Matthew 13:1-23 or 13:1-9
There are two aspects of seed-growing highlighted in today’s readings. One aspect is my responsibility to plant and nurture seeds of faith in the world. The other is my responsibility to be a fertile field so God can plant and grow in me. I don’t know which is harder.
I do know over which I exert the most control – I can only change myself. I need to be vigilant about the distractions, tribulations, anxieties, and shallowness that can prevent God’s word from taking root. I constantly need to examine my motivations, actions, and desires, weeding out that which is not of God and maintaining a fertile seedbed so God can help me grow into the rich and fruitful person I was created to be. This requires discernment, input from persons wiser than myself, and constant prayer – all things that I can choose to employ.
Planting and nurturing seeds in others is more frustrating because I am not in control. I can teach a semester class, counsel a student or a grieving person, lead a training session, write articles and books, and use the gifts God has given me to spread the reign of God. Yet the end result is unknown, and if I am focused on the "success" of my efforts I will burn out with discouragement.
Instead, I have to let go of controlling the outcome or becoming too attached to the desire to succeed. The truth is that sometimes I simply till the soil, or take out some rocks, or add a little fertilizer, hoping the process will be continued by others. Sometimes the seeds were planted long ago, and my task is to prune, water, or nurture. Sometimes all I can do is create the idea that it might be possible to plant in this soil. In every situation, I have to do what I can and then let go and turn it over to God, trusting that the harvest will come in God’s time, not mine.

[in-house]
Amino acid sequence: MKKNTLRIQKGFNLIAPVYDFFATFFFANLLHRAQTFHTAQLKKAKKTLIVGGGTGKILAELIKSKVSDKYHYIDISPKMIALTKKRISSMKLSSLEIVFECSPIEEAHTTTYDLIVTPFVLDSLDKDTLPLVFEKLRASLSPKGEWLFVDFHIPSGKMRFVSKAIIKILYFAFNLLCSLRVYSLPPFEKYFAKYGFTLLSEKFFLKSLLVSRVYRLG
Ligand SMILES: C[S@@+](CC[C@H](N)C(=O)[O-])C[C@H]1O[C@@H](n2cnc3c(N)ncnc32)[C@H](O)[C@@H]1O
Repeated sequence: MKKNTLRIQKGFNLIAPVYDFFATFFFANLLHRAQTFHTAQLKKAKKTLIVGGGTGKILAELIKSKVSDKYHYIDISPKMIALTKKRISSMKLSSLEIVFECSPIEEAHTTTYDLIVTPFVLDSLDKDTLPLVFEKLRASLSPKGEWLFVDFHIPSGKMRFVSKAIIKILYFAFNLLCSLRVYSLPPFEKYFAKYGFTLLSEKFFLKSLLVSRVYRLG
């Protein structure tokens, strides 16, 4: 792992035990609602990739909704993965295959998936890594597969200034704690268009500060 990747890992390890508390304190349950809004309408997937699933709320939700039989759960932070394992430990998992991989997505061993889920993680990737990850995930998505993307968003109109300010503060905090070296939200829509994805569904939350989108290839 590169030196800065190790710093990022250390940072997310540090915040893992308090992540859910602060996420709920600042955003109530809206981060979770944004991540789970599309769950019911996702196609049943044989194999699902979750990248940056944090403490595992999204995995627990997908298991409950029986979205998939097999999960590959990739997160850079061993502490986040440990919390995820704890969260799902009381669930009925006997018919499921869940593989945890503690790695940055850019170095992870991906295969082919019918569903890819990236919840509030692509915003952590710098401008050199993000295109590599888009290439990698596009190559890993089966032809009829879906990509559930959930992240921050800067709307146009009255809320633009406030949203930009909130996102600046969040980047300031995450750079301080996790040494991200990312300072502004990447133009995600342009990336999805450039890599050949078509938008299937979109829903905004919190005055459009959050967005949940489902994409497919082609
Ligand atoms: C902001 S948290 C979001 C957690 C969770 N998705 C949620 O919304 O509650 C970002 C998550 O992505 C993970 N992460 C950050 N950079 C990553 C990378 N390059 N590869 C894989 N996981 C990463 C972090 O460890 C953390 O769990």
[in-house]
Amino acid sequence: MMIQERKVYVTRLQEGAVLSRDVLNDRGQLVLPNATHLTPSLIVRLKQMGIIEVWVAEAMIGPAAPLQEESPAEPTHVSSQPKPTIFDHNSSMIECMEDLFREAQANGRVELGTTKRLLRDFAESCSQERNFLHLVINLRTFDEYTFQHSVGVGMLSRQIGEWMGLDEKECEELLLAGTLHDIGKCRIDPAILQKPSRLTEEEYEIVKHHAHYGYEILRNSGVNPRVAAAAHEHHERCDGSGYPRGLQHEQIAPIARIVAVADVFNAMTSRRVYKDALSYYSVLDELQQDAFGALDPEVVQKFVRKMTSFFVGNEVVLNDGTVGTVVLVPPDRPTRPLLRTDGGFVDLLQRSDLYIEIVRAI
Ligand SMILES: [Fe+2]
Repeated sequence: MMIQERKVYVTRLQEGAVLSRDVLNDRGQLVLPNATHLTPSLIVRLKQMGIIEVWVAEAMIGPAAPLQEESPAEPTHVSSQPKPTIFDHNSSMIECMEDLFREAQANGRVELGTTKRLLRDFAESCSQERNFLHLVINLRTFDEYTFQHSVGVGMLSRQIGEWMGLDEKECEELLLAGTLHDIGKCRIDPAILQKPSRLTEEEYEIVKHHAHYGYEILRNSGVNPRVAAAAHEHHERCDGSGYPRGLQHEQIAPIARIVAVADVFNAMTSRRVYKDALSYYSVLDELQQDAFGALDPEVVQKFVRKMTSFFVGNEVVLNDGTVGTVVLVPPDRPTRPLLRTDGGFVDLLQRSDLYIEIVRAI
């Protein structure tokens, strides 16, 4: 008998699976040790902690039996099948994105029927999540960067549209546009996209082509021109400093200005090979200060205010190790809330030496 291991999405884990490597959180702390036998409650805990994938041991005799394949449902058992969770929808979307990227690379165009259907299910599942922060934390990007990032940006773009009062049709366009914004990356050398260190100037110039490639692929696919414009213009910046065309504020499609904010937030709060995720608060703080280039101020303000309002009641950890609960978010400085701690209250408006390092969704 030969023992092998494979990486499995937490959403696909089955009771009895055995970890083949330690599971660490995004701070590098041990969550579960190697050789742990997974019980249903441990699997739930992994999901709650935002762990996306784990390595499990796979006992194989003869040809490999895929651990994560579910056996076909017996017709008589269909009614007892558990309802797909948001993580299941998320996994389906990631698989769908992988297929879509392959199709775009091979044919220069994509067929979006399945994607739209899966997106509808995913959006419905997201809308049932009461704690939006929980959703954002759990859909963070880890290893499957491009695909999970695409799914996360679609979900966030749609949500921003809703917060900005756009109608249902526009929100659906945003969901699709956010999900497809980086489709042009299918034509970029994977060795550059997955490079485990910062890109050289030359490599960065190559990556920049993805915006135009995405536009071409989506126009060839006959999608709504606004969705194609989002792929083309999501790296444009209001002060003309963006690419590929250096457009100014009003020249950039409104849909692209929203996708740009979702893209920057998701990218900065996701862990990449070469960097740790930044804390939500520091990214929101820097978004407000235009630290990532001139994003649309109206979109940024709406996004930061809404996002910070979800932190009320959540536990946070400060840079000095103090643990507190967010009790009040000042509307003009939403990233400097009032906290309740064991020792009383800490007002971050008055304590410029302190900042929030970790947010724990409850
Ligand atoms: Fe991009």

Bishop Ken Untener wrote a beautiful piece (sometimes wrongly attributed to Oscar Romero) that reinforces this idea. He said:
"We accomplish in our lifetime only a tiny fraction of the magnificent enterprise that is God’s work…This is what we are about: We plant seeds that one day will grow. We water seeds already planted, knowing that they hold future promise. We lay foundations that will need further development. We provide yeast that produces effects beyond our capabilities. We cannot do everything and there is a sense of liberation in realizing that. This enables us to do something and to do it very well. It may be incomplete, but it is a beginning, a step along the way, an opportunity for God’s grace to enter and do the rest. We may never see the end results, but that is the difference between the master builder and the worker. We are workers, not master builders, ministers, not messiahs. We are prophets of a future not our own."
Jesus said that prophets and righteous people longed to see what we see and hear what we hear, but they did not. We stand on the shoulders of all those who have gone before us, those who diligently plowed the land and prepared the way for what was to follow even though they were not able to see it themselves. Truly we are part of a bigger picture. I am too small-minded when I want to be in control, when I want to see the results of my efforts, and especially when my desire is to be rewarded for producing the fruit. I need to let go and be a prophet of a future not my own. I am not in control and may never see the end result, yet hopefully I can indeed do my tiny part, that God’s harvest may be full.
Amy Florian is a teacher and consultant working in Chicago. For many years she has partnered with the Passionists. Visit Amy’s website: http://www.amyflorian.com/.